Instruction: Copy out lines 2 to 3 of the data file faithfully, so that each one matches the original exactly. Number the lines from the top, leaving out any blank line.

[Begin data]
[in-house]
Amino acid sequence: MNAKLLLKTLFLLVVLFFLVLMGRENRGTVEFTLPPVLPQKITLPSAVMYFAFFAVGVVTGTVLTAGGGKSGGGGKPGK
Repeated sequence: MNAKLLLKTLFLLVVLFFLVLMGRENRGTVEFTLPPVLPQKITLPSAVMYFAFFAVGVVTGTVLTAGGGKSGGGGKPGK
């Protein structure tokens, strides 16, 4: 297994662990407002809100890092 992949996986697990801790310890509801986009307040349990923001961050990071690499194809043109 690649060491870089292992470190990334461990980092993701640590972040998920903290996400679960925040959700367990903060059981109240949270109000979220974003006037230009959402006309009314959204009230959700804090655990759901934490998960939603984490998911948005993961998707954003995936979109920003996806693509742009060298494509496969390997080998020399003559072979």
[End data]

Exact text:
Amino acid sequence: MNAKLLLKTLFLLVVLFFLVLMGRENRGTVEFTLPPVLPQKITLPSAVMYFAFFAVGVVTGTVLTAGGGKSGGGGKPGK
Repeated sequence: MNAKLLLKTLFLLVVLFFLVLMGRENRGTVEFTLPPVLPQKITLPSAVMYFAFFAVGVVTGTVLTAGGGKSGGGGKPGK